October is Domestic Violence Awareness Month and National Animal Safety and Protection Month. Indeed, their missions are linked. A few years ago, a friend and I volunteered at our local domestic violence shelter. It was an excellent facility with separate rooms for each woman and her child(ren), a well-appointed shared kitchen, and a relaxing patio where the residents could smoke and sit and talk with one another. But there was one big thing missing.
Being an animal lover and pet parent my entire life, I wondered, where are the cats and dogs of the women who hide out here until they can get a new life plan? What will be their fate if this family explodes? I posed this question to the shelter director, who looked at me and sighed. "We just don't have room for pets," she said.
But studies have shown that pets often affect whether a victim will leave her abuser. While many batterers focus on their partner, some turn to the children. Still, others use threats against the family cat, dog, or other pet as a means of control. Sadly, many batterers make good on their threats. The Humane Society of the United States estimates that over 1 million animals a year are injured or killed in episodes of domestic violence.
According to Tamron Hall, a syndicated talk show host, "About 48% of people who live in homes where there is domestic violence don't leave because there's nowhere to take their pet." She further noted, "At the shelters in this country, only about 15% are currently equipped to take human survivors and their pets with them."
But that's changing fast, thanks to a few national organizations stepping up to help. A national dog and cat food company, Purina, initiated the Purple Leash Project in 2019. They are working with RedRover, a group that" helps animals rescued from disasters or neglect, domestic violence victims seeking safety with their pets, and animals in life-threatening situations."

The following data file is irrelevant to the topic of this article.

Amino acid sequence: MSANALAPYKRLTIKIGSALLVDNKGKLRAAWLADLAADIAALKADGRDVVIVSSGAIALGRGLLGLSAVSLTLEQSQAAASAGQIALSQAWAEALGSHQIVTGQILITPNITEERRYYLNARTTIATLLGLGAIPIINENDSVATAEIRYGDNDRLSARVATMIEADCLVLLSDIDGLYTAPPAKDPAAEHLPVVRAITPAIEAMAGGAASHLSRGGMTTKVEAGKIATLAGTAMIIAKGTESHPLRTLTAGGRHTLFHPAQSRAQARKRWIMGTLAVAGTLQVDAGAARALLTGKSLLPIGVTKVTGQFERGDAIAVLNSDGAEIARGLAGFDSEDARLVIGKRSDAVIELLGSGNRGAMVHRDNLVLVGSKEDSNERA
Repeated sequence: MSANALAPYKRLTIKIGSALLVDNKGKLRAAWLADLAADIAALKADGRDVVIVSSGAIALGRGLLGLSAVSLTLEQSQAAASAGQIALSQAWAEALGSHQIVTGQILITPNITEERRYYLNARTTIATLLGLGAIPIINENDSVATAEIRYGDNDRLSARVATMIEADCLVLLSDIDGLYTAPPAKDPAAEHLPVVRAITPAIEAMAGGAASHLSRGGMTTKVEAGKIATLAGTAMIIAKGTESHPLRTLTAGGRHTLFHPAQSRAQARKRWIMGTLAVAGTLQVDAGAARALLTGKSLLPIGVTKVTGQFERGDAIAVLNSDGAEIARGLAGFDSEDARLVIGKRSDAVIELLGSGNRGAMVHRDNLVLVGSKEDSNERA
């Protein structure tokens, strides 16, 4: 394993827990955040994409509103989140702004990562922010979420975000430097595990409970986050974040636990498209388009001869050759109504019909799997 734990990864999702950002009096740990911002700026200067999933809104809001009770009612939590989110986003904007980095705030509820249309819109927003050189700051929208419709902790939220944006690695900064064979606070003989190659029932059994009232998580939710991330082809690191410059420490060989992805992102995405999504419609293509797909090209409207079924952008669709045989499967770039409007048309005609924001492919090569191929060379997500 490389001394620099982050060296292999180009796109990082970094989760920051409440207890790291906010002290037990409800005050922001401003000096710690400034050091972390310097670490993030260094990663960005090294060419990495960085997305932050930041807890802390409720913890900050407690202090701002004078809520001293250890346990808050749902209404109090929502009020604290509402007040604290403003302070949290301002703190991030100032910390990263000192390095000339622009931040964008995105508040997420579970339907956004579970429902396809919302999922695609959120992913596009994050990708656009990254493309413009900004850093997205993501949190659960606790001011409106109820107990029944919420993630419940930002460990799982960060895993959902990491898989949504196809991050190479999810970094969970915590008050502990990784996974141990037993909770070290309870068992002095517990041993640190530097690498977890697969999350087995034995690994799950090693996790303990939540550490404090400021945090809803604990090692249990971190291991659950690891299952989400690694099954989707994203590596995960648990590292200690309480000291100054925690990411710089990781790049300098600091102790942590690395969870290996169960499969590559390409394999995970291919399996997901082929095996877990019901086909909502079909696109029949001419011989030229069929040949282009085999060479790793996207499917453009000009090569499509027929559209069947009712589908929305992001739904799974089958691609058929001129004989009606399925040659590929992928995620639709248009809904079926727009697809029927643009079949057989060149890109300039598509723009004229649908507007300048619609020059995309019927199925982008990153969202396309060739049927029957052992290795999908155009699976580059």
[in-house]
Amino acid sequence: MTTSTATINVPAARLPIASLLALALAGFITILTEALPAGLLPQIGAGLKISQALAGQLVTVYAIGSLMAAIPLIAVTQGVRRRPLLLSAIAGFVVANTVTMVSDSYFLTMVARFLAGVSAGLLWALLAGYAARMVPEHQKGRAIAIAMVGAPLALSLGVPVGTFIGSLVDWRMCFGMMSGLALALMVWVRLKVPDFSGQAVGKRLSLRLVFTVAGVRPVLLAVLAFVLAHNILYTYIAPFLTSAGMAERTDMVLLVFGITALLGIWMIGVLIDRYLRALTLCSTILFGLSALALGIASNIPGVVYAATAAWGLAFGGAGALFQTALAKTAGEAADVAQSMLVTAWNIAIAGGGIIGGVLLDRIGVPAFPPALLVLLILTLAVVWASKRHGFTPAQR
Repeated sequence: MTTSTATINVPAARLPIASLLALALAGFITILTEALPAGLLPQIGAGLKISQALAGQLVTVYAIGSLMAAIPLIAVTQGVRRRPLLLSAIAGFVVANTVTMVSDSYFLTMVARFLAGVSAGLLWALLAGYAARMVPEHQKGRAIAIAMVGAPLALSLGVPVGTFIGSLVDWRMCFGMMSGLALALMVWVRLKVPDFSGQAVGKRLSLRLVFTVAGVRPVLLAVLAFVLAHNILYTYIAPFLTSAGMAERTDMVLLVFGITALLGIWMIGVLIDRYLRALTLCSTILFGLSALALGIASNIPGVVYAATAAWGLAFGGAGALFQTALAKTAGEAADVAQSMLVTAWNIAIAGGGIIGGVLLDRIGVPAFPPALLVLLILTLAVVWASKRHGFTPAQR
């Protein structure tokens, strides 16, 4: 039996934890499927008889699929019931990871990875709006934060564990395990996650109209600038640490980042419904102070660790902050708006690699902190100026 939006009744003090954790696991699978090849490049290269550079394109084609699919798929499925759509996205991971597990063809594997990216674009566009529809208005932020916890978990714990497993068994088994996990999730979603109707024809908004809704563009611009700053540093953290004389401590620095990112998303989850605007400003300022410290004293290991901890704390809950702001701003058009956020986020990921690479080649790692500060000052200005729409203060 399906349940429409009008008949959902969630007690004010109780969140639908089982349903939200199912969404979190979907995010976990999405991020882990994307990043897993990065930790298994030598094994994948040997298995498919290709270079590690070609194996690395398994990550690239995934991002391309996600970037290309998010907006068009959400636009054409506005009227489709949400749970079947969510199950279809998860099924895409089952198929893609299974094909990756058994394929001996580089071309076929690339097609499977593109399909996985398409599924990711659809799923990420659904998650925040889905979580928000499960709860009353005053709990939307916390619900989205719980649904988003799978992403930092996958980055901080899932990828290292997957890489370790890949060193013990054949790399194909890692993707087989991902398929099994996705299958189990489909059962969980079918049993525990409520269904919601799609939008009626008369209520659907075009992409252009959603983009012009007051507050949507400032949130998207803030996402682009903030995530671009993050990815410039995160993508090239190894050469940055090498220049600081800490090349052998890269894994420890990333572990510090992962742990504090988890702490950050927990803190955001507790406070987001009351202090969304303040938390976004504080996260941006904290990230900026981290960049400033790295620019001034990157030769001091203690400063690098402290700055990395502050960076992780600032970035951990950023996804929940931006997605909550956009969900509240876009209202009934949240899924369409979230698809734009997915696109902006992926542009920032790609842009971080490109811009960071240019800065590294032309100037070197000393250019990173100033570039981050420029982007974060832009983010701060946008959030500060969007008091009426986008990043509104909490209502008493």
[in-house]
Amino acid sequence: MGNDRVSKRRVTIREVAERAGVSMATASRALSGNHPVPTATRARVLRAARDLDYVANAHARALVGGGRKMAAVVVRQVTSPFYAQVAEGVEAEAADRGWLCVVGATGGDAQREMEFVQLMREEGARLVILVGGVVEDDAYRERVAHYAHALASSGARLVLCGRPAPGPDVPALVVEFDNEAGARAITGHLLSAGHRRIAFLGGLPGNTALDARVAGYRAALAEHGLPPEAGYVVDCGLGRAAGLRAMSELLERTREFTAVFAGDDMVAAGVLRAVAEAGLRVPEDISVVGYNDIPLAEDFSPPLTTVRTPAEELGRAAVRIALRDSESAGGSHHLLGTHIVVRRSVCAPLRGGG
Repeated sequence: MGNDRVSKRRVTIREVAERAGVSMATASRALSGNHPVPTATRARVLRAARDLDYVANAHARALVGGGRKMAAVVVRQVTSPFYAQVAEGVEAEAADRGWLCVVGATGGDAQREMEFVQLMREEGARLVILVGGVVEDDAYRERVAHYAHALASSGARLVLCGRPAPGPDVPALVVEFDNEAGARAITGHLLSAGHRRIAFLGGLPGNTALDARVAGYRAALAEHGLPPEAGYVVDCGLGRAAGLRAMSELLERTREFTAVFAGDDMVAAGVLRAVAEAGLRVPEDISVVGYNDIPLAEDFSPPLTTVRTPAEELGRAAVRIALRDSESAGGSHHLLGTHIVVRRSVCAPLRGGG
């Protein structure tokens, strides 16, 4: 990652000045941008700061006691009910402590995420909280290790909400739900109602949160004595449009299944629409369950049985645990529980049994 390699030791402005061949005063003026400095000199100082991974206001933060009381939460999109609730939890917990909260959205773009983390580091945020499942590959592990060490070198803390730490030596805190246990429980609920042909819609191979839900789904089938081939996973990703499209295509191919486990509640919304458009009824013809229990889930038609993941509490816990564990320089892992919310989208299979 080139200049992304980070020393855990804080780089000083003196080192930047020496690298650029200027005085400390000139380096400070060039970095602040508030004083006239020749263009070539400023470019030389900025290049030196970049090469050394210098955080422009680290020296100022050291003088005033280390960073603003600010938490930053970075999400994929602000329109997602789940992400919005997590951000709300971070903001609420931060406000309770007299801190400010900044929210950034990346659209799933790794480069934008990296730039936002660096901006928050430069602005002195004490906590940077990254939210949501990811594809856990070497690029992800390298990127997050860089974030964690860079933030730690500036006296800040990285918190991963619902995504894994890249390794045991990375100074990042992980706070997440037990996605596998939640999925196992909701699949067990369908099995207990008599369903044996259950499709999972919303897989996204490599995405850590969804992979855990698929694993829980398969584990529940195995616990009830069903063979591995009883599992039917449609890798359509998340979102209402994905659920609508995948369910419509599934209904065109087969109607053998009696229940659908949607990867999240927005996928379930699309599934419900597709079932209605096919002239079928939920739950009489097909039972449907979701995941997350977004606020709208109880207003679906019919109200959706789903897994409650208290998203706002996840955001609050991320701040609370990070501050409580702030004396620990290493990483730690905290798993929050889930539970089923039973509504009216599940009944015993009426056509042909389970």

Information about the Purple Leash Project indicates that 49 of 50 states now have at least one pet-friendly domestic violence shelter. The project's goal is to help make 25% of shelters in the U.S. pet-friendly by 2025. And they are putting their money where their mouth is by donating $2M toward that effort.
If you or anyone you know is in an abusive situation, but fear of leaving a defenseless pet at home is keeping you or the other person from leaving the abuser, know that there are now domestic violence shelters with facilities for animals. RedRover has an excellent directory of pet-friendly facilities across the U.S. at https://safeplaceforpets.org/
Quote to remember: "If you have men who will exclude any of God's creatures from the shelter of compassion and pity, you will have men who will deal likewise with their fellow men." & “ St. Francis of Assisi
"Domestic violence victims hesitate before leaving their house as they fear leaving their pets behind"
The National Child Traumatic Stress Network
"NATIONAL DOMESTIC VIOLENCE AWARENESS MONTH"
"CSI: Animal Abuse"
"About the Purple Leash Project"